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303 posts

Ultimate Geek
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Topic # 111972 21-Nov-2012 12:15
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Hi Fellow Geekzoners,

I am currently doing a networking degree at AUT.

Just wanting to know how the IT / networking industry is doing career wise.

Im well aware there are many professionals on here, so any advice in terms of career path , papers that would be useful etc or personal experiences  would be most appreciated.

I really am passionate about a career in networking and just need some input from the " Top Dogs " :)




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231 posts

Master Geek
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  Reply # 721856 23-Nov-2012 13:49
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The NZ networking industry is a small one really, so movement at the top is usually sporatic and often done out of networking (social.. not electronic) rather than through job agencies :)
In saying that though, you will likely have to start at the bottom, like most industries - as a helpdesk worker or first level support. See if you can get a helpdesk job at an ISP.
You really need to find out how to stand above the rest, as at a lower level the industry is flooded with Wheetbix CCNA applicants. God it's painful interviewing people who have a crap load of acronyms on their CV yet can't do basic subnet calculation.
If you do get a helpdesk job, be enthusiastic, do some self learning (You don't have to do a course to get CCNA, you can self study), sit down and have lunch with the actual network engineers. If a role pops up companies will try to recruit internally first, and they will talk to the network engineers for anyone they recommend. Please note that this can takes years, not months.

But yea - start at the bottom, find out what niche (ISP, WAN, Security, Voice...) you want to aim towards, and tailor what you do around that.

Keep your ear to the ground for opportunities and have no shame in going for them. I started my career after another engineer mentioned a role on another forum, and I had to leave a pretty cushy 2 man business IT role after only 3 weeks. Felt pretty stink about that, but 5 years down the track I am in a much better position for it.



303 posts

Ultimate Geek
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  Reply # 722184 24-Nov-2012 10:12
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Thanks for the help man ! :)




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Ultimate Geek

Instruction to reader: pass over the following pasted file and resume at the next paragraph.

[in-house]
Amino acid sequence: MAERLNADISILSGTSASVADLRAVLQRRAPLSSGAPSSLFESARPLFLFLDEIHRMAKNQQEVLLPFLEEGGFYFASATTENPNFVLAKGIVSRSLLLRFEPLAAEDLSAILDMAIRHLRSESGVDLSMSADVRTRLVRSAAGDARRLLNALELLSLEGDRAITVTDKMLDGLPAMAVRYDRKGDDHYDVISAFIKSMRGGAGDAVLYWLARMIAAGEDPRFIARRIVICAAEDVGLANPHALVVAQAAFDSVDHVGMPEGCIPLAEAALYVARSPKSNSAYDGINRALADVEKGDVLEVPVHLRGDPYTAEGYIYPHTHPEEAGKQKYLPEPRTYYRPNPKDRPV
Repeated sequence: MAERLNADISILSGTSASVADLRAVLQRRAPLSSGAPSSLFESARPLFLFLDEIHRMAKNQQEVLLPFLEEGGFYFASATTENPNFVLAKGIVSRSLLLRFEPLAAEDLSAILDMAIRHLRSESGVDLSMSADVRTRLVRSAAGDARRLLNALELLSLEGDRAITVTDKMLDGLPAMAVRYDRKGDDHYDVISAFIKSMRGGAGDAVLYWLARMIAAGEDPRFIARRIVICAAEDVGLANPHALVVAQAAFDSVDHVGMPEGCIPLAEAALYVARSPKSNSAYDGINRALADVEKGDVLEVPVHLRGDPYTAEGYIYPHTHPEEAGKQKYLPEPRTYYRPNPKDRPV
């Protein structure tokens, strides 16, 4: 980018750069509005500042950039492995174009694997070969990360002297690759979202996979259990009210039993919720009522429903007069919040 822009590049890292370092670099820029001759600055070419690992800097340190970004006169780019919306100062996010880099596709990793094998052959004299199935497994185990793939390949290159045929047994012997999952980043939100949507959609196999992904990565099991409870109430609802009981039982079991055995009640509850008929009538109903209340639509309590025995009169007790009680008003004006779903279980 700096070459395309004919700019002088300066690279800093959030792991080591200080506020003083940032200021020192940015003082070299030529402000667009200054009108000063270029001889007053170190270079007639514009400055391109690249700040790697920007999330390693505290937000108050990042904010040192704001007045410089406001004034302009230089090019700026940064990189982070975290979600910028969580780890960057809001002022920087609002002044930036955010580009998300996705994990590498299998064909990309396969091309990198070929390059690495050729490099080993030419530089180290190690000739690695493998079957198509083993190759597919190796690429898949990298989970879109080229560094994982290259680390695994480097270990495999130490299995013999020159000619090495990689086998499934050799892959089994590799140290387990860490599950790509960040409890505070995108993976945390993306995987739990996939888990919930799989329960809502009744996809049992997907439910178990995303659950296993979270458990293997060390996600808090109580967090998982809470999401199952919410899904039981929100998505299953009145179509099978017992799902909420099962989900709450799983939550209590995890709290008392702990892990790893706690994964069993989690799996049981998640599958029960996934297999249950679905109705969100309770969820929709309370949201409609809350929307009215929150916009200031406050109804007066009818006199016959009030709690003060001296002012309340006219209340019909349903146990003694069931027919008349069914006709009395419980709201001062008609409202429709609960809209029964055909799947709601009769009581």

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  Reply # 722579 25-Nov-2012 15:58
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Everything @Jeeves said, plus I'd add the following.
If you are looking to differentiate yourself, then don't focus too much on networking. Networks glue services together and if you don't understand the issues a sysadmin, developer, DBA or business user are dealing with, you won't be the best person to help them. For the most part nobody cares what you did in higher education, so I'd look at this way.
  • Your tertiary qualification shows you have a brain and the capacity to learn.  So you might as well do stuff you enjoy and will help your career long term than worrying about what employers want. 
  • Your vendor certifications get you past the HR and recruitment drones who just want a checkbox to tick.
  • Your 1-2 years on the helpdesk show you can do a days work and understand dealing with customers
The skill I'm always looking for is scripting.  Perl, python and shell scripting all come in handy as network configs and logs are basically big text files. any tools you have in your arsenal to process those efficiently will come in handly throughout your career.  Taking these skills to the network team and asking if there are any manual tasks you can automate for them will get you noticed in a hurry. Even better if you have some web skills and put the result on a pretty website.



303 posts

Ultimate Geek
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  Reply # 723063 26-Nov-2012 13:54
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Thanks Hash :) 




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246 posts

Master Geek
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  Reply # 723120 26-Nov-2012 15:38
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Having a passion is a great start. Good network engineers are always in demand by the telcos/ISPs and large IT companies like Datacom and Gen-i. With the advent of UFB, mobile networks growth, and cloud computing adoption the demand will likely to be more than less.
My advice is to hone in your skills and be the best network engineer before advancing your career. That means exposing yourself in different technologies, environments and situations, if that means moving employers or overseas do it.



303 posts

Ultimate Geek
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  Reply # 723150 26-Nov-2012 16:33
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Thanks Kiwi !

Ive always considered moving to Australia for more opportunities .




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